IF NOTHING beats being an astronaut, man-on-the-moon Buzz Aldrin has got career infamy pretty much licked.
Still riveted by craters, missions, orbits, weightlessness ad living on Mars, Buzz, who followed his pal Neil Armstrong onto the moon back in 1969, now has his sight set on the next big step for man: Mars.
The astronaut, who joined the late Mr Armstrong for a globally watched and remembered leap on the moon has even gone so far as to lay out a plan to have a human colony on the Red Planet by the mid 2030s in a new book.
Mr Aldrin told news.com.au he wanted to inspire children to be intested in space.
"We need more kids to be adventurous and curious about what's out there," he said.
"We need the next generation to be our Mars generation. I'm very passionate about getting man to Mars and starting a colony there. I've outlined my plan of how to get us there in my new book, Mission to Mars coming out by National Geographic in May of this year."
Mr Aldrin is also spruiking a competition that will give Australians the chance to take a once-in-a-lifetime journey into space.
One Australian will be granted a seat aboard the Lynx spacecraft to be taken more than 100km into space, the winner going where only a select few have gone before, gaining some pretty good bragging rights in the wash-up.
With such a journey sure to excite those with a penchant to be lost in space, we caught up with Buzz who gave news.com.au the buzz on space travel.
Do you still remember every second of your monumental (1969) walk on the moon on the Apollo 11 spacecraft?
"For the most part and doing many interviews about it over the years helps to keep the memories fresh because you talk about it so often. It's a pretty memorable event though and I think most of my Apollo peers would probably remember most details of their own missions."
Was your moon walk a bond that held your friendship together with the late Neil Armstrong?
"We were certainly friends having trained together for several year and of course a bond forms from experiencing such a historical event together. We felt, and still feel that bond with our other Apollo 11 crew mate, Michael Collins. Even though he didn't get a chance to walk on the moon he was an extremely important member of our crew. He orbited the moon waiting for us to rendezvous with his spacecraft. Without him we couldn't have come home."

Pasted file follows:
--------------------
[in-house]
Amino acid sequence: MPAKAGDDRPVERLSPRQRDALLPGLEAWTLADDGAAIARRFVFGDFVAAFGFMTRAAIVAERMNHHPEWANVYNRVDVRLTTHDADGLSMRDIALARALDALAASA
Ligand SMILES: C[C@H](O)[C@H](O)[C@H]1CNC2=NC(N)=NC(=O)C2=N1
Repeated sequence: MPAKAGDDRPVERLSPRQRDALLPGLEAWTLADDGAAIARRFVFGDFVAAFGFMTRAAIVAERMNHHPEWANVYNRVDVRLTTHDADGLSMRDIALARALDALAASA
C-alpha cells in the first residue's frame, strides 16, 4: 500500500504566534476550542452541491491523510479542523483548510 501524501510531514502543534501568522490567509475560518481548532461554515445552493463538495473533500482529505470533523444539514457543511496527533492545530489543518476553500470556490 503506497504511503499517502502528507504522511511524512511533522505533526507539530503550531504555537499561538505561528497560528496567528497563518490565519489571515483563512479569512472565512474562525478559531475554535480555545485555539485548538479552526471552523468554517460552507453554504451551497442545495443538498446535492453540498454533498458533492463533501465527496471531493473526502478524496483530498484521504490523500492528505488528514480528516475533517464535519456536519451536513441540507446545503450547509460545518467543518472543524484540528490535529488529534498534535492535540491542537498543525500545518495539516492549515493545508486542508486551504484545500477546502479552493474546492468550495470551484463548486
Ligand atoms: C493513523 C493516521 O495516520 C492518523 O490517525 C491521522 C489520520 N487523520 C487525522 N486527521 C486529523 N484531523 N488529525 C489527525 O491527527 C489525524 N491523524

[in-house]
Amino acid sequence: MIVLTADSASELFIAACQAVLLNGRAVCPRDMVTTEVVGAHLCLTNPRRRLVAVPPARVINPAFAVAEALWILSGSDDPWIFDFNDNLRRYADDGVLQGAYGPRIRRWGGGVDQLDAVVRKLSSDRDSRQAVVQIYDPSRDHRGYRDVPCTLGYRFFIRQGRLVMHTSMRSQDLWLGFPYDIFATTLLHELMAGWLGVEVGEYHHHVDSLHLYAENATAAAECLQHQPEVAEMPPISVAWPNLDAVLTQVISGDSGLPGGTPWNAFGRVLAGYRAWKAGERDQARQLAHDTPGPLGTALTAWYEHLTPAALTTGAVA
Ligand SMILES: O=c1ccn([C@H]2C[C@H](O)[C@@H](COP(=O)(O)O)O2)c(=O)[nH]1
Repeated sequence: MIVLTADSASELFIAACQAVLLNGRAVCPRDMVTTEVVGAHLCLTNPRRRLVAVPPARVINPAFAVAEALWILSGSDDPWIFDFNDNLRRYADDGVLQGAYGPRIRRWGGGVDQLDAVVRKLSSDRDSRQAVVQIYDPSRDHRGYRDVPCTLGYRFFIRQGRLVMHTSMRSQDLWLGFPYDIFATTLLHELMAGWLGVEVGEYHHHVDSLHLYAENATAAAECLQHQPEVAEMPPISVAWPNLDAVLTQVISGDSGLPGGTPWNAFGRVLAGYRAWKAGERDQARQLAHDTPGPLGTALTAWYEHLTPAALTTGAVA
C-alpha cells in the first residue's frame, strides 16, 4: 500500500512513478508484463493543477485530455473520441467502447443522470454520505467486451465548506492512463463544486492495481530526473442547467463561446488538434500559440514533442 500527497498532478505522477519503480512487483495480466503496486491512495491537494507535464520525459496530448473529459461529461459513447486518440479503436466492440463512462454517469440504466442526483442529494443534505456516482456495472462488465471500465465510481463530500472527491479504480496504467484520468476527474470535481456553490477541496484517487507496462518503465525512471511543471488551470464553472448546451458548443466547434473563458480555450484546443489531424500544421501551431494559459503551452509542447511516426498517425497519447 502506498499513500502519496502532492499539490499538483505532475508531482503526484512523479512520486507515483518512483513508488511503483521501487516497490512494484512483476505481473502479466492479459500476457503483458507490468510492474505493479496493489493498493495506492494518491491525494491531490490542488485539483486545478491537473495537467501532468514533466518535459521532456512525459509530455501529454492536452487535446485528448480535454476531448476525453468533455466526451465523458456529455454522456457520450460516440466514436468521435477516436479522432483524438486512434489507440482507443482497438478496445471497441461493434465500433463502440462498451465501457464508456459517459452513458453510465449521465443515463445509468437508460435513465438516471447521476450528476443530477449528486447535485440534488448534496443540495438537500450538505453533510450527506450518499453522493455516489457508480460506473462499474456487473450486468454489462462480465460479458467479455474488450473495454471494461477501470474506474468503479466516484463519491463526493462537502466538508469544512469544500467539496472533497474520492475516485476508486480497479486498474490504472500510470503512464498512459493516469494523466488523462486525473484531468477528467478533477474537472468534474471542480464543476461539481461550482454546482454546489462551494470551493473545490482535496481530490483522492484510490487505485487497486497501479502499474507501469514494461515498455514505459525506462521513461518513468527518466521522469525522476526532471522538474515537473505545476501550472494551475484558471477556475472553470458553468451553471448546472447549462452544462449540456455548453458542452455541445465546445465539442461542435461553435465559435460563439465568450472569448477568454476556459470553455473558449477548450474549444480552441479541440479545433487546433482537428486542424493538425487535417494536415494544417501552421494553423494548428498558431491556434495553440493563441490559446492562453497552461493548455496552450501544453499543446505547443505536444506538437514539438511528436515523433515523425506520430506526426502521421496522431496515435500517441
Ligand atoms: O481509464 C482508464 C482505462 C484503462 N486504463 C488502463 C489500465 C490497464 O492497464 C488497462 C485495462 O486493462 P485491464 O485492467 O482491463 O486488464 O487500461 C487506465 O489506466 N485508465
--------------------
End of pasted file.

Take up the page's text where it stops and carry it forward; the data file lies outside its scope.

What can kids do to be encouraged to seek out and learn about space and aeronautics?
"Be curious, try new things, get out and be active. All of us who were privileged to be a part of the Apollo program served our country and wanted to do something helpful. We were all adventurous and so I think it takes a very adventurous spirit to go into space. We need more kids to be adventurous and curious about what's out there. We need the next generation to be our Mars generation. I'm very passionate about getting man to Mars and starting a colony there. I've outlined my plan of how to get us there in my new book, "Mission to Mars" coming out by National Geographic in May of this year."
What are the real attributes needed to become an astronaut?
You need to be brave, enthusiastic and a team player. You also need to be mentally tough. Probably most important though is having a strong stomach! These are the exact attributes we'll be judging the Lynx contestants on when they come to space camp in Florida next year.
Where can you see space travel being, in say, 50 years time?
"We're already seeing commercial space travel become a reality and I think this will continue to grow and become less expensive as technology improves. I want to eventually see commercial flights that orbit the earth."
Does a day go by you when you don't get asked or talk about space, the moon and the walk that defined a century?
"No, but I'm a space man so that comes with the territory. I care about our future in space and so it gives me an opportunity to talk about the future and what I think we should be doing to expand commercial space efforts and that more people are starting to get the chance to experience space travel for themselves."
What kind of activities will Lynx contestants be doing at space camp to try and win a seat on the space shuttle?
"Some of the activities they will have to do include the G-Centrifuge - a cockpit simulator flying in high-speed circles at the end of a mechanical arm where you experiences force up to 4.5G. The Jet Fighter Flight where you'll break the speed of sound and even get the chance to flip the plane on its head in mid-air. There is the Zero G Flight which are parabolic flights that will allow you to experience the weightlessness of space. And there is The Astronaut Assault Course, space briefings, one-to-one interviews with astronauts to help participants get ready for space travel and of course, mental aptitude tests."
Aspiring space cadets will also be judged on their bravery, enthusiasm and team work with performance counting for everything with the top Australian candidate securing a place on board the spacecraft for the mission into space.
Australians have a chance to claim one of four highly sought-after places at the Lynx Space Academy in Florida for a three-day immersion into astronaut life. Here candidates from all over the world will be tested to their limits in a series of competitive space-simulation challenges. Anyway, away you go.